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Edmonton’s gondola bridges public, private resources

Ian Harvey
Edmonton’s gondola bridges public, private resources

Edmonton isn’t known for its mountains and ski hills, but a gondola proposal could be a solution to at least part of its ongoing traffic woes.

The $100 million Prairie Sky Gondola project is a proposal being put forward by a group of civic-minded Edmontonians to build a unique transit system over the North Saskatchewan River.

The project would be built entirely with private capital with up to 25 per cent of the shares offered to Edmonton residents. It’s come forward almost in a unique Albertan-manner, driven by an industry-sponsored public competition to come up with innovative ideas for the city.

The project’s leader, Jeffrey Hansen-Carlson, who is also director of business development at EllisDon in Edmonton, says what started as a winning idea has grown into a tangible concept.

“I started the Edmonton Project and we got this idea last spring and now we’ve got 20 high profile and expert people in an organization to move it forward,” he says.

The Prairie Sky project board is made up of C-level executives from Edmonton’s biggest companies along with real estate developers, architects, engineers and designers, he says.

The group has the support of the Downtown Business Association, Old Strathcona Business Association, River Valley Alliance, French cable transport contractor LSD and local Triovest Realty Advisors and the landowner of ATB Place (including the former Telus Plaza).

Edmonton has approved $100,000 for a feasibility study and the project goes to full council in October.

“At the same time we were coming up with this, a 42-page report went to council suggesting the same thing along almost the same route,” he says. “So it has some momentum.”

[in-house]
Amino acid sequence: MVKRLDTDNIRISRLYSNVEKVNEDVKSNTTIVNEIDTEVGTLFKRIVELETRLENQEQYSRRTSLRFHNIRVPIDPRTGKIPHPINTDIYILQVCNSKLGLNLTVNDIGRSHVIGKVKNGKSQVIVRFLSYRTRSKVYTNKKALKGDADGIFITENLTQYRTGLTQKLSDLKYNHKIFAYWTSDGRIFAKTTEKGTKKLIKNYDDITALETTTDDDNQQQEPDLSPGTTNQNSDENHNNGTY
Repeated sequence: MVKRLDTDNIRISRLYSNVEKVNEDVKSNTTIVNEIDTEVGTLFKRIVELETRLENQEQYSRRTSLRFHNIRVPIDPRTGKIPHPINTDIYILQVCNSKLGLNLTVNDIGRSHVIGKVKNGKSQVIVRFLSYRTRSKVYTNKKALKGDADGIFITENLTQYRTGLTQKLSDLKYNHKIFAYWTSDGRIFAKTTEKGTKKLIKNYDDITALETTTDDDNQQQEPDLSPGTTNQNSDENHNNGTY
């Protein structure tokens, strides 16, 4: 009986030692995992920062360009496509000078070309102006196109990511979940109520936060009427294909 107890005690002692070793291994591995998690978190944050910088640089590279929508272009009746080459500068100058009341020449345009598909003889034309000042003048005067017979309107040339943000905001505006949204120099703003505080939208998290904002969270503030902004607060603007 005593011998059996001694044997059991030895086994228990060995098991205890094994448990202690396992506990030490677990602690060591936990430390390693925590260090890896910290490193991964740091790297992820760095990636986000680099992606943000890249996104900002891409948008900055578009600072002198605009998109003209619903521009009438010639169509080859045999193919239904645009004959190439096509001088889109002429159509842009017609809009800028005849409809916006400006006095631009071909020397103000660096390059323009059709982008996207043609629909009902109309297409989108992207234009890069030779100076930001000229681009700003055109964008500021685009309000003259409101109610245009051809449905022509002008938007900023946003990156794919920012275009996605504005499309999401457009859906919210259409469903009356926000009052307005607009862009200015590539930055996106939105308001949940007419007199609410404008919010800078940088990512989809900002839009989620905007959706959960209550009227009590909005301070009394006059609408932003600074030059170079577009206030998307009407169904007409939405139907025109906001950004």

The gondola could handle up to 6,000 passengers an hour, running year round and could be folded into the Edmonton transit system as an option to connect with other surface routes.

Crossing Edmonton’s River Valley it would connect the older part of Edmonton’s Strathcona Market to the redevelopment area of Rossdale south of the downtown core. The service would be faster than driving.

“The important thing is that this is for Edmontonians to use,” he says. “It’s not a tourist attraction, though it will be that as well, but that’s not the primary model.”

Station frequency and locations will have to be agreed on and there’s lots more work to be done, he says.

“Everyone involved has a long list they are working through,” he says. “We have a fantastic relationship with the mayor’s office. We have institutional investors interested in coming on board because this project is financially viable without public subsidy.”

There are some design and engineering challenges, such as Edmonton’s winds which can gust up to 100 km/h and the climate.

“There’s a lot of technology in these vehicles,” Hansen-Carlson says. “They can function in ice and wind safely.”

While gondolas are common on ski hills, they’re also a common form of urban transportation around the world.

There aren’t many examples in North America, he says, though the Portland Arial Tram is the closest, covering about 1.5 miles in a three-minute ride that includes a vertical exchange of 500 feet covering two stations. The US$57 million project opened in December 2006 and carried its one-millionth passenger less than year later.

A gondola has also been proposed for the Lower Mainland in British Columbia as an alternative to a rapid transit tunnel under the Burrard Inlet. The 3.4-kilometre crossing would be less than Whistler’s Peak2Peak gondola which runs 4.4 kilometres. B.C. also has the Sea-to-Sky gondola but it’s a tourist sightseeing vehicle in Squamish.

In 2016, a Don Valley Cable Car route was proposed to carry passengers from the top of the Don Valley ravine at Broadview Avenue to the Evergreen Brick Works in Toronto but again it was not designed as a commuter solution.

“Prairie Sky is a credible, viable project with some very smart people on board,” says Hansen-Carlson. “There are gondolas all around the world and it works. We’ve had people from South Korea and other places come and look at the site and they say it can be done.”

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